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A Retrospective Cohort Study of the Potency of lipid-lowering therapy and Race-gender Differences in LDL cholesterol control. / Turner, Barbara J.; Hollenbeak, Christopher S.; Weiner, Mark; Tang, Simon S.K.

In: BMC Cardiovascular Disorders, Vol. 11, 58, 30.09.2011.

Research output: Contribution to journalArticle

TY - JOUR

T1 - A Retrospective Cohort Study of the Potency of lipid-lowering therapy and Race-gender Differences in LDL cholesterol control

AU - Turner, Barbara J.

AU - Hollenbeak, Christopher S.

AU - Weiner, Mark

AU - Tang, Simon S.K.

PY - 2011/9/30

Y1 - 2011/9/30

N2 - Background: Reasons for race and gender differences in controlling elevated low density lipoprotein (LDL) cholesterol may be related to variations in prescribed lipid-lowering therapy. We examined the effect of lipid-lowering drug treatment and potency on time until LDL control for black and white women and men with a baseline elevated LDL.Methods: We studied 3,484 older hypertensive patients with dyslipidemia in 6 primary care practices over a 4-year timeframe. Potency of lipid-lowering drugs calculated for each treated day and summed to assess total potency for at least 6 and up to 24 months. Cox models of time to LDL control within two years and logistic regression models of control within 6 months by race-gender adjust for: demographics, clinical, health care delivery, primary/specialty care, LDL measurement, and drug potency.Results: Time to LDL control decreased as lipid-lowering drug potency increased (P < 0.001). Black women (N = 1,440) received the highest potency therapy (P < 0.001) yet were less likely to achieve LDL control than white men (N = 717) (fully adjusted hazard ratio [HR] 0.66 [95% CI 0.56-0.78]). Black men (N = 666) and white women (N = 661) also had lower adjusted HRs of LDL control (0.82 [95% CI 0.69, 0.98] and 0.75 [95% CI 0.64-0.88], respectively) than white men. Logistic regression models of LDL control by 6 months and other sensitivity models affirmed these results.Conclusions: Black women and, to a lesser extent, black men and white women were less likely to achieve LDL control than white men after accounting for lipid-lowering drug potency as well as diverse patient and provider factors. Future work should focus on the contributions of medication adherence and response to treatment to these clinically important differences.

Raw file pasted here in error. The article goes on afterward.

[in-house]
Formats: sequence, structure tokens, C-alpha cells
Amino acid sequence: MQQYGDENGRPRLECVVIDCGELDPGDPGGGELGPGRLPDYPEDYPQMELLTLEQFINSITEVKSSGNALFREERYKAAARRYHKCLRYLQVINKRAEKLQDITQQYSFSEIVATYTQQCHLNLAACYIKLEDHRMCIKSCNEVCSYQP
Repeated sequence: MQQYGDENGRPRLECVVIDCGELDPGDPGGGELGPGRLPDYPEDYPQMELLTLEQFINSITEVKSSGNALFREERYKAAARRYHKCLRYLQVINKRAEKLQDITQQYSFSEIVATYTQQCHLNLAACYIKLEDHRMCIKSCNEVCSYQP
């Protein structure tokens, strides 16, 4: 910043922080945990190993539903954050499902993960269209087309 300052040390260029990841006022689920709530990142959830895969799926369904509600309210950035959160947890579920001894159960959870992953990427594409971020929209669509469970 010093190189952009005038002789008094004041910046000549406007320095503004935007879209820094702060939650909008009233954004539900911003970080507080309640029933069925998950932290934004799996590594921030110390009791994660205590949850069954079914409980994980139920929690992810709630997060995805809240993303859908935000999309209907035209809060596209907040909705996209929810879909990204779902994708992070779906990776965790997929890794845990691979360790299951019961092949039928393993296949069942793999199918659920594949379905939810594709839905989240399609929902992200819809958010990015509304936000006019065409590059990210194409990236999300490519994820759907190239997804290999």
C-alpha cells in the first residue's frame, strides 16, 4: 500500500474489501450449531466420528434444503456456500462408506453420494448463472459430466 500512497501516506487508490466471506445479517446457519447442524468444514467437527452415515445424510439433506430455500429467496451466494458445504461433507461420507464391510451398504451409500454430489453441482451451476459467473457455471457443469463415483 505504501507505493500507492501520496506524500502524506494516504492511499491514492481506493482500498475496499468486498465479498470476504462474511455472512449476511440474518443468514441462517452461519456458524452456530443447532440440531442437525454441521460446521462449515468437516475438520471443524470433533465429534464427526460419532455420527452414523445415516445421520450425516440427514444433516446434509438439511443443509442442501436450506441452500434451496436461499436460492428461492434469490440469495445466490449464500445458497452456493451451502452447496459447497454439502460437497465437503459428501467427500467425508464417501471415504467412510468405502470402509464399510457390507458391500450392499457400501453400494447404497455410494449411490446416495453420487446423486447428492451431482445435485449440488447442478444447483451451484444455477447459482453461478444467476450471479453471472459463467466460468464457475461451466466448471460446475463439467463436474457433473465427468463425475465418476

AB - Background: Reasons for race and gender differences in controlling elevated low density lipoprotein (LDL) cholesterol may be related to variations in prescribed lipid-lowering therapy. We examined the effect of lipid-lowering drug treatment and potency on time until LDL control for black and white women and men with a baseline elevated LDL.Methods: We studied 3,484 older hypertensive patients with dyslipidemia in 6 primary care practices over a 4-year timeframe. Potency of lipid-lowering drugs calculated for each treated day and summed to assess total potency for at least 6 and up to 24 months. Cox models of time to LDL control within two years and logistic regression models of control within 6 months by race-gender adjust for: demographics, clinical, health care delivery, primary/specialty care, LDL measurement, and drug potency.Results: Time to LDL control decreased as lipid-lowering drug potency increased (P < 0.001). Black women (N = 1,440) received the highest potency therapy (P < 0.001) yet were less likely to achieve LDL control than white men (N = 717) (fully adjusted hazard ratio [HR] 0.66 [95% CI 0.56-0.78]). Black men (N = 666) and white women (N = 661) also had lower adjusted HRs of LDL control (0.82 [95% CI 0.69, 0.98] and 0.75 [95% CI 0.64-0.88], respectively) than white men. Logistic regression models of LDL control by 6 months and other sensitivity models affirmed these results.Conclusions: Black women and, to a lesser extent, black men and white women were less likely to achieve LDL control than white men after accounting for lipid-lowering drug potency as well as diverse patient and provider factors. Future work should focus on the contributions of medication adherence and response to treatment to these clinically important differences.